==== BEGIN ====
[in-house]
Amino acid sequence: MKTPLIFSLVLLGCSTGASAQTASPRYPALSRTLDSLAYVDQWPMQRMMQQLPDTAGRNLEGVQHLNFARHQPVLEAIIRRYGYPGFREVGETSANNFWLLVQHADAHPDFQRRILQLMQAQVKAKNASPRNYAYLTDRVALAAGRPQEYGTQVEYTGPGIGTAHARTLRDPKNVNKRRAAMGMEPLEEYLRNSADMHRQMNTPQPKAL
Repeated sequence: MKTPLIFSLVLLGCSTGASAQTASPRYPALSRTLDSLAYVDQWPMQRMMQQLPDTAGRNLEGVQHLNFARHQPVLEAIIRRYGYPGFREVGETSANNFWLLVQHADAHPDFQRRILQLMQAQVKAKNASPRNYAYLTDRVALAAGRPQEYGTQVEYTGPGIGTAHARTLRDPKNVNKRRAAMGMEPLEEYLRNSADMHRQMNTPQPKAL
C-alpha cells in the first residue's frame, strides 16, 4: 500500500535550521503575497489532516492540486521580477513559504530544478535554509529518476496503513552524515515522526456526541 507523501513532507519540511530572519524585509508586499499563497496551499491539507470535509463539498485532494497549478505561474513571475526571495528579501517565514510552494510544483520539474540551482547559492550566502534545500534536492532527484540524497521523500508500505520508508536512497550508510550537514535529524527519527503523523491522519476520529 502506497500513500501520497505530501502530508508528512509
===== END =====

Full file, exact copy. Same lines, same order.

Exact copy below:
[in-house]
Amino acid sequence: MKTPLIFSLVLLGCSTGASAQTASPRYPALSRTLDSLAYVDQWPMQRMMQQLPDTAGRNLEGVQHLNFARHQPVLEAIIRRYGYPGFREVGETSANNFWLLVQHADAHPDFQRRILQLMQAQVKAKNASPRNYAYLTDRVALAAGRPQEYGTQVEYTGPGIGTAHARTLRDPKNVNKRRAAMGMEPLEEYLRNSADMHRQMNTPQPKAL
Repeated sequence: MKTPLIFSLVLLGCSTGASAQTASPRYPALSRTLDSLAYVDQWPMQRMMQQLPDTAGRNLEGVQHLNFARHQPVLEAIIRRYGYPGFREVGETSANNFWLLVQHADAHPDFQRRILQLMQAQVKAKNASPRNYAYLTDRVALAAGRPQEYGTQVEYTGPGIGTAHARTLRDPKNVNKRRAAMGMEPLEEYLRNSADMHRQMNTPQPKAL
C-alpha cells in the first residue's frame, strides 16, 4: 500500500535550521503575497489532516492540486521580477513559504530544478535554509529518476496503513552524515515522526456526541 507523501513532507519540511530572519524585509508586499499563497496551499491539507470535509463539498485532494497549478505561474513571475526571495528579501517565514510552494510544483520539474540551482547559492550566502534545500534536492532527484540524497521523500508500505520508508536512497550508510550537514535529524527519527503523523491522519476520529 502506497500513500501520497505530501502530508508528512509